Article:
From The x3270 Wiki

c3270 is based on the curses library.

curses is a library that allows an application to do input and output on a variety of character-mode terminals and terminal emulators. Different terminals and terminal emulators use various conventions for drawing text on the screen and for representing what keys have been pressed. The curses library insulates the application from the specifics of these conventions, and instead presents an abstracted interface. For example, the application tells curses to draw some text with a green foreground and a blue background at some particular screen coordinates, and curses translates that into the right sequence of characters to actually do that. Similarly, the user presses the F1 key, which generates a device-specific sequence of input characters, often beginning with the Esc (U+001B) key; curses delivers an input event to the application indicating that F1 was pressed.

In theory, this all works perfectly. In practice, it often does not.


There are many moving parts in this process, and any of them can go wrong.

The terminal or terminal emulator

The terminal or terminal emulator may claim to be compatible with some industry-standard device, such as a DEC VT100 or an xterm. This might be true to some extent, but it might not be. Or the terminal might only implement a subset of the standard device's functionality. Or it might implement a different sub-model of the standard device than the one the author of the terminfo entry was using. Or it might emulate that device incorrectly.

The terminal name

curses decides what kind of device it is using based on a simple string: the terminal name. This name is usually stored in the TERM environment variable. The problem is that most terminal emulators allow the terminal name to be configured, and users can modify the value of TERM. This is great for ironing out issues with incorrect terminfo entries, but it is also another knob to set incorrectly. For example, by default the PuTTY terminal emulator uses a terminal name of xterm, while the most accurate terminal name for it is putty.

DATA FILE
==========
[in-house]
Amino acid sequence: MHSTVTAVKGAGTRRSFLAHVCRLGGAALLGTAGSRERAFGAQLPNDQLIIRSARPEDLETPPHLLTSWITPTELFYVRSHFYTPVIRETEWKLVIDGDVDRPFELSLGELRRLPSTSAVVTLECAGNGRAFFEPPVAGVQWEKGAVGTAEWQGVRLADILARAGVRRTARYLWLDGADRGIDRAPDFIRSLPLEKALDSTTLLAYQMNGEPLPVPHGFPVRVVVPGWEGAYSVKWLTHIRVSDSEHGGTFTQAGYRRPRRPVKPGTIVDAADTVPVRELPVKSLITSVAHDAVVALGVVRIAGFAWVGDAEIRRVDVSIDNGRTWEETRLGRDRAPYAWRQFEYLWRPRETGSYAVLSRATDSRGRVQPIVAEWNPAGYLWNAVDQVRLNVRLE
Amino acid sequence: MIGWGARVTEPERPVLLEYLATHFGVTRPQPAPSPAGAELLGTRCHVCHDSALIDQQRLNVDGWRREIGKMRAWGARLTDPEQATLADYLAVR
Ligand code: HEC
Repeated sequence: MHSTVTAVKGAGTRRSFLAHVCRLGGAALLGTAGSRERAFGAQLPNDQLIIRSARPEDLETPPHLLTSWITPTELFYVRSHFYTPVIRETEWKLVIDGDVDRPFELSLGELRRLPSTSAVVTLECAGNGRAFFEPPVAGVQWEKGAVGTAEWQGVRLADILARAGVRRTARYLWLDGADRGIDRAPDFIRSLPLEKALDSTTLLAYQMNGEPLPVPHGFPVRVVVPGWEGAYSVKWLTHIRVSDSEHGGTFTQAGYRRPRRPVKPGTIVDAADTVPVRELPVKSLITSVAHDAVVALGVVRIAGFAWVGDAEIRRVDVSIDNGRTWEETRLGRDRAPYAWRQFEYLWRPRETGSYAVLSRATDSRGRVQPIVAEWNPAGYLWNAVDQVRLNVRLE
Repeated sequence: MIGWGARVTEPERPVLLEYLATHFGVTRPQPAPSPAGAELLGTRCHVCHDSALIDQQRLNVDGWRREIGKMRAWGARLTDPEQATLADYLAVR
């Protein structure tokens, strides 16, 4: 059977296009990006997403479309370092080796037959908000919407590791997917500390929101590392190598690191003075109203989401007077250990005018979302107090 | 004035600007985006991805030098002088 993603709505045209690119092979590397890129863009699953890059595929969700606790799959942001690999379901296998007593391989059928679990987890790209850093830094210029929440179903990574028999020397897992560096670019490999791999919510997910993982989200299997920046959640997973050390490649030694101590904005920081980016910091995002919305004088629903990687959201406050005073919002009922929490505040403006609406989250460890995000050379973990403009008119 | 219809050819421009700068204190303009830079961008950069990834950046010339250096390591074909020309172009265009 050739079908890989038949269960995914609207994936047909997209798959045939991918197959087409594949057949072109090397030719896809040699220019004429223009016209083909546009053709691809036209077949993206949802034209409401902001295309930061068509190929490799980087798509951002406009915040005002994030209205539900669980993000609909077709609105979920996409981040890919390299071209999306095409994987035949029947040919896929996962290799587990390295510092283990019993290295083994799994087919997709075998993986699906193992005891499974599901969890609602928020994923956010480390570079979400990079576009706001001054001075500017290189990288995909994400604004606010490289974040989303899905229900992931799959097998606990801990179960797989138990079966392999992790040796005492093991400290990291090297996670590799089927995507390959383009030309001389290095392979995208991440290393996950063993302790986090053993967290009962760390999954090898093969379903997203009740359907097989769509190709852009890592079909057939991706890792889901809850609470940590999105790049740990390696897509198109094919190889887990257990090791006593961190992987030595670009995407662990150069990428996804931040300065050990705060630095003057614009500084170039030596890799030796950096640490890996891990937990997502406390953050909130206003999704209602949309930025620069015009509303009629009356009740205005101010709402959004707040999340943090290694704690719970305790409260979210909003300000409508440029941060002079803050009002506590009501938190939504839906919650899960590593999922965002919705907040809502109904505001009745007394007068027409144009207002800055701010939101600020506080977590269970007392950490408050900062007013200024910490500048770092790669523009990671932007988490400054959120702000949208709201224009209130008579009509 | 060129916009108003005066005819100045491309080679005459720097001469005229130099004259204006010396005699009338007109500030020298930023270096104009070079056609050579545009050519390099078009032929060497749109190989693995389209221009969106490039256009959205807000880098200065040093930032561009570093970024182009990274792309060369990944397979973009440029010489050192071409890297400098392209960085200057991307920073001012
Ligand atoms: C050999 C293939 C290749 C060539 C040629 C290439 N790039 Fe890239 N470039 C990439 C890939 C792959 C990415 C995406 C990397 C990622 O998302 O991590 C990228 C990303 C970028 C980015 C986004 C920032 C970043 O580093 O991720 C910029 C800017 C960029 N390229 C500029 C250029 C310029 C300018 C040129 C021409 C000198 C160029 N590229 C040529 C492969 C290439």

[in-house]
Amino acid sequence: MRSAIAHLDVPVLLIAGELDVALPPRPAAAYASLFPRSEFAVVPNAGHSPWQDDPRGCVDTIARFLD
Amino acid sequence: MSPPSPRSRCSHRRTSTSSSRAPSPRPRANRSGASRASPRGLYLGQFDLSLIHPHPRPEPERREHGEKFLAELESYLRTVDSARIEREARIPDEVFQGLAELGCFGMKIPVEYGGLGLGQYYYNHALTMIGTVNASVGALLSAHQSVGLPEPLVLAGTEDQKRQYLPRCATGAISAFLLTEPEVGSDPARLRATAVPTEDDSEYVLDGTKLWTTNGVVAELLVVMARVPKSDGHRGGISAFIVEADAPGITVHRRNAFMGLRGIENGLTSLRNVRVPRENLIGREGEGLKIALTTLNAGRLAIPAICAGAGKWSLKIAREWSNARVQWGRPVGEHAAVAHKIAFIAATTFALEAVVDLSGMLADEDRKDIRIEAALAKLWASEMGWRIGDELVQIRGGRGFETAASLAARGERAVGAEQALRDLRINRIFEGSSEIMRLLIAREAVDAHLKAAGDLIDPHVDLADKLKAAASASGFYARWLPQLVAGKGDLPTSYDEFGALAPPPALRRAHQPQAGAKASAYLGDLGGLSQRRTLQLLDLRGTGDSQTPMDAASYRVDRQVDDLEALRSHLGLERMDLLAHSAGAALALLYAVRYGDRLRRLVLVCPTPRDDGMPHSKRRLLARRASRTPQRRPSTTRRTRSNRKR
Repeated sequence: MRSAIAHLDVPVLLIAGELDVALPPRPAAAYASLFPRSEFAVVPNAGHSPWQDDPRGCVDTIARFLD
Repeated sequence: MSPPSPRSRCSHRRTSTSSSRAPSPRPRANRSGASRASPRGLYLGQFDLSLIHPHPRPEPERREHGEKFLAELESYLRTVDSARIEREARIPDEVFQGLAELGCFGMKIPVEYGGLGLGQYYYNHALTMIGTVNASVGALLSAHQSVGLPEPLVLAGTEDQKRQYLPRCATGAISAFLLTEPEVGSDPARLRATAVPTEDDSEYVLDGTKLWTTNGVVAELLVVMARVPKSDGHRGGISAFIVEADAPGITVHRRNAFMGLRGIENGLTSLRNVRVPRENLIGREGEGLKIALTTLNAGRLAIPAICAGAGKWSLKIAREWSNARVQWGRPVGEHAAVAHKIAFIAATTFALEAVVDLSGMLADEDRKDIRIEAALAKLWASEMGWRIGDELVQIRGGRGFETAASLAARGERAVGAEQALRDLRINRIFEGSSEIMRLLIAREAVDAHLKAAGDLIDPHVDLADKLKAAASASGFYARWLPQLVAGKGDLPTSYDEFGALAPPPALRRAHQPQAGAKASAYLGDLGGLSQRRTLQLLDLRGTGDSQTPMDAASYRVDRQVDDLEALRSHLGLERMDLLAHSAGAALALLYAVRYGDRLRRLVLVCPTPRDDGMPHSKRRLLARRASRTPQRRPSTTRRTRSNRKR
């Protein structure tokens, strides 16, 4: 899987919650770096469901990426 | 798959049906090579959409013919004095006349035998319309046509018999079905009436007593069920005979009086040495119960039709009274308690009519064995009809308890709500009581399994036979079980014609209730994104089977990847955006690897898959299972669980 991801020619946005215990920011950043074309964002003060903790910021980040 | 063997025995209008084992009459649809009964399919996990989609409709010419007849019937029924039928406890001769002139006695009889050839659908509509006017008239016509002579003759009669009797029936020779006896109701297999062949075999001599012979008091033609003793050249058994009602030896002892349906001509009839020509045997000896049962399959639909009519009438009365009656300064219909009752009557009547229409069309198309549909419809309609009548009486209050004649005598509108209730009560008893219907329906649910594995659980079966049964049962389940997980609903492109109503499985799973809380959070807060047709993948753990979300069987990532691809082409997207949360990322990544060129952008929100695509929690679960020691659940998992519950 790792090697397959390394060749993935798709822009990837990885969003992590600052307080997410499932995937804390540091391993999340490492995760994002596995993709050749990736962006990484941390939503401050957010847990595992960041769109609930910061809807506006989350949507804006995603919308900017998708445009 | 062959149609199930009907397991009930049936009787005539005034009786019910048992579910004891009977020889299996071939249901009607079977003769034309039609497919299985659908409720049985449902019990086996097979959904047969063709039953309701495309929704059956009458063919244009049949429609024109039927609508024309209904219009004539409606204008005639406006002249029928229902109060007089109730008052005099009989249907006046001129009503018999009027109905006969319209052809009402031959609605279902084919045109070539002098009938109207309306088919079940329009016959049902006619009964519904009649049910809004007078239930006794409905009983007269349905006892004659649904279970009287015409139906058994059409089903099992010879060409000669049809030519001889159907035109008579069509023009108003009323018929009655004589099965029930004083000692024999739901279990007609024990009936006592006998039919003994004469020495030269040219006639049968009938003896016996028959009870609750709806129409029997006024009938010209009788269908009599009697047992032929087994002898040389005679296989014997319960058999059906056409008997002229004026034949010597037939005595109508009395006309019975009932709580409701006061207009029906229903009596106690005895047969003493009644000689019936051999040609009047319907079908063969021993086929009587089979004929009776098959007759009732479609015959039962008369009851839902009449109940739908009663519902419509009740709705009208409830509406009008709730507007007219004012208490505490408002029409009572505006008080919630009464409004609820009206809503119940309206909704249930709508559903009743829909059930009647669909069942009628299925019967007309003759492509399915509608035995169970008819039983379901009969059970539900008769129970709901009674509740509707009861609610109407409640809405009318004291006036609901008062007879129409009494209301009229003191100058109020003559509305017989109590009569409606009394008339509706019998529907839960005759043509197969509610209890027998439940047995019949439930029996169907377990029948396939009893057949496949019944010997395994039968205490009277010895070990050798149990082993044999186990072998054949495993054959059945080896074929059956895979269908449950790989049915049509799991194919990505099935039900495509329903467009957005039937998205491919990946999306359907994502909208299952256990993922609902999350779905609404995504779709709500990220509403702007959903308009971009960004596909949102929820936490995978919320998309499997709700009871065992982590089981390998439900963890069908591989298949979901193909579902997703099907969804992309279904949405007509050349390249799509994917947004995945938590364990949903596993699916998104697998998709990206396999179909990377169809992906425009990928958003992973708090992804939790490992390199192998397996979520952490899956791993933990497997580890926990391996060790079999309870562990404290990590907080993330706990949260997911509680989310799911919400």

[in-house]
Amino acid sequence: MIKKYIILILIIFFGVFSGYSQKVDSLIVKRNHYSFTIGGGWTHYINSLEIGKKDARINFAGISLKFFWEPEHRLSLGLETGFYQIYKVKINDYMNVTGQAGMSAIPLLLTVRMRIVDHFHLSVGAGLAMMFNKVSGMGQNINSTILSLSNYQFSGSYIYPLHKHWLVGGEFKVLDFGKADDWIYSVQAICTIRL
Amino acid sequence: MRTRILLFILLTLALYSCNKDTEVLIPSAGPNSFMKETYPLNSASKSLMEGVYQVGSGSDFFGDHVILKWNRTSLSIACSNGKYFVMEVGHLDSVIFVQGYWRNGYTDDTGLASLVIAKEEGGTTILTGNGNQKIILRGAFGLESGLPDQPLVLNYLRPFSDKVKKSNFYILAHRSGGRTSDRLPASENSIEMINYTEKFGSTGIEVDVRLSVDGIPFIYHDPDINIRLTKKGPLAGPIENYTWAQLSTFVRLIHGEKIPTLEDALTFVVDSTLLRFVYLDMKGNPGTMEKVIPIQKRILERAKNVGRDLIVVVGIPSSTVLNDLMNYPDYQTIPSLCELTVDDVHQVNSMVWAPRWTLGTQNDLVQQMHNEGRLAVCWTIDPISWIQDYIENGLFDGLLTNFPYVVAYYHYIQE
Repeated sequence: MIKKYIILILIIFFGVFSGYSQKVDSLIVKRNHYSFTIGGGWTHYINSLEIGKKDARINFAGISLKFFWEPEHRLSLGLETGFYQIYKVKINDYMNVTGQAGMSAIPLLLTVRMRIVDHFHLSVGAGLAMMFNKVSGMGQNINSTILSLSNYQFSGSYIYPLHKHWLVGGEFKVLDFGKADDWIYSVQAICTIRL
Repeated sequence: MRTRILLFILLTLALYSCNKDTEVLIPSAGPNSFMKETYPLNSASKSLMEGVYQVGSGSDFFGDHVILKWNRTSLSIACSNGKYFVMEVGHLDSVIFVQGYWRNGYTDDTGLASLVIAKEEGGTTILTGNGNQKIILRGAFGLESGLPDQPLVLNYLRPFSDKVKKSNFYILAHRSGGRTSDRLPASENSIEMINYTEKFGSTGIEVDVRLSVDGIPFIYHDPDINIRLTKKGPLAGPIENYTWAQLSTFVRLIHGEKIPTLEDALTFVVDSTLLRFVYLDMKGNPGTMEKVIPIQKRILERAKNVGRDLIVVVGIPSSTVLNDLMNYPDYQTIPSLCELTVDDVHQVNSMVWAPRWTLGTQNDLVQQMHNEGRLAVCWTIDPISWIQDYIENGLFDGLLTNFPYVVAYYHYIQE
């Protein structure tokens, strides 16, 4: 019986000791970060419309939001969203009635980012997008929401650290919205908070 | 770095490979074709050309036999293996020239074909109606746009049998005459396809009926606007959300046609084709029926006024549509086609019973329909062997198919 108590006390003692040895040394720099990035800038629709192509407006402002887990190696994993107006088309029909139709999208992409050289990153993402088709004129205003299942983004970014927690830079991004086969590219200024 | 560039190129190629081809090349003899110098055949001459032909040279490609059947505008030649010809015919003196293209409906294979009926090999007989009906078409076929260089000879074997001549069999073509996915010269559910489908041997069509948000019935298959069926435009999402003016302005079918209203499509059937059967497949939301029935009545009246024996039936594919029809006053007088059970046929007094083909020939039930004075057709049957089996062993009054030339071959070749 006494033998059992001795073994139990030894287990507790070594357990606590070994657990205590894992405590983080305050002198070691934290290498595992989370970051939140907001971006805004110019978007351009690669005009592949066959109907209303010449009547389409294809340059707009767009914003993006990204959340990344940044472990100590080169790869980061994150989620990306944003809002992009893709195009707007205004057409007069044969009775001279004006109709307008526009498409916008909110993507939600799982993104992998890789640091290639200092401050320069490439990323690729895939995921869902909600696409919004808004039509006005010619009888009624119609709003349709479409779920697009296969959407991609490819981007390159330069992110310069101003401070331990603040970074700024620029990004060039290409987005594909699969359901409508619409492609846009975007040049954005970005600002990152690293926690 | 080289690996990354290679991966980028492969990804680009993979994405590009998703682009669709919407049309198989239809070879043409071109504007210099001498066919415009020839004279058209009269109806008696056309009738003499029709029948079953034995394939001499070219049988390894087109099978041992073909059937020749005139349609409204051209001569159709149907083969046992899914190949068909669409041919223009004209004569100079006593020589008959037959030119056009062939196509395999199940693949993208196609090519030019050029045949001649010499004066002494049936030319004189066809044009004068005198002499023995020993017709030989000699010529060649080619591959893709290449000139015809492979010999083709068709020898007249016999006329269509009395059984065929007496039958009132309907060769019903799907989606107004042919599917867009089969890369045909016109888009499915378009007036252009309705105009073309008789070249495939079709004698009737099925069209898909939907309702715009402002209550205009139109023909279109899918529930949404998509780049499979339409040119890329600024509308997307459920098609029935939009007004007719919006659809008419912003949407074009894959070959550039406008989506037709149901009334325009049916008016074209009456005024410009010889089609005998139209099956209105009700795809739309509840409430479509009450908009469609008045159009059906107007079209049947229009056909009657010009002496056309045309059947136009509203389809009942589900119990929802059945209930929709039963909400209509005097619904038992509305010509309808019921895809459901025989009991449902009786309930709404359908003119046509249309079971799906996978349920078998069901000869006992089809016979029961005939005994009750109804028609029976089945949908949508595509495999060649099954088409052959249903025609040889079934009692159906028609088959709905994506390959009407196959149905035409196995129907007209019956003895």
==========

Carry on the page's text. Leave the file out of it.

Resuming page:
The terminfo database

Curses uses a database to map a terminal name to the set of characteristics of that terminal device. On most systems, that database is terminfo.

For a given terminal or terminal emulator, there may multiple terminfo entries that seem to work. Often finding the right entry involves some guesswork. For example, a real VT100, an xterm and the PuTTY emulator all use pretty much the same sequences to draw basic text on the screen, and to set basic text attributes such as bold. But more subtle actions, like line-drawing and color, and the sequences generated by function keys, differ quite a bit among them.

Also, the terminfo entry for your exact device might not actually be for that device; it could be for an older or newer version. It could also simply be wrong.

The curses library

A further complication is the curses library. The most common version of curses is ncurses, but there are others, and there are subtle incompatibilities between them.

There are also multiple versions of each library (older and newer), and variants of each. For example, ncurses comes in "narrow" and "wide" character variants. The "narrow" version may not be able to represent characters outside of the basic 8-bit ISO 8859 character sets. If c3270 is built with the "narrow" version, it will not be able to display Chinese or Thai.

The application

The final cause of issues is c3270 itself. Though relatively stable at this point, c3270 is by no means bug-free, and it may fail to operate correctly when faced with a terminal that operates differently than what it was designed for.

What goes wrong

Incorrect display

Here is an example of an incorrect display due to curses issues:

This is a screen with the c3270 pop-up keypad displayed. The "lqqwqqwqqw" characters were supposed to be line-drawing characters, but instead they came out as text. Everything else seemed to work until the pop-up keypad was displayed.

Incorrect keyboard input

Here is an example of an input issue related to curses issues:

The user pressed F1, but instead of getting the expected PF(1) action, junk appeared on the screen. This is because the sequence generated by the F1 key did not match the terminfo entry, and the sequence was interpreted by c3270 as a series of input characters.

Invisible text

The c3270> prompt is displayed in blue, which is usually visible against either a black or a white background. Unfortunately, c3270 does not know if this is actually true. In this case, the terminal defines blue as an unusually dark color, and the default background color is a sort of dark gray. This renders the prompt unreadable.

The workaround for this, if possible, is to change either the background color or the RGB configuration for blue on the terminal.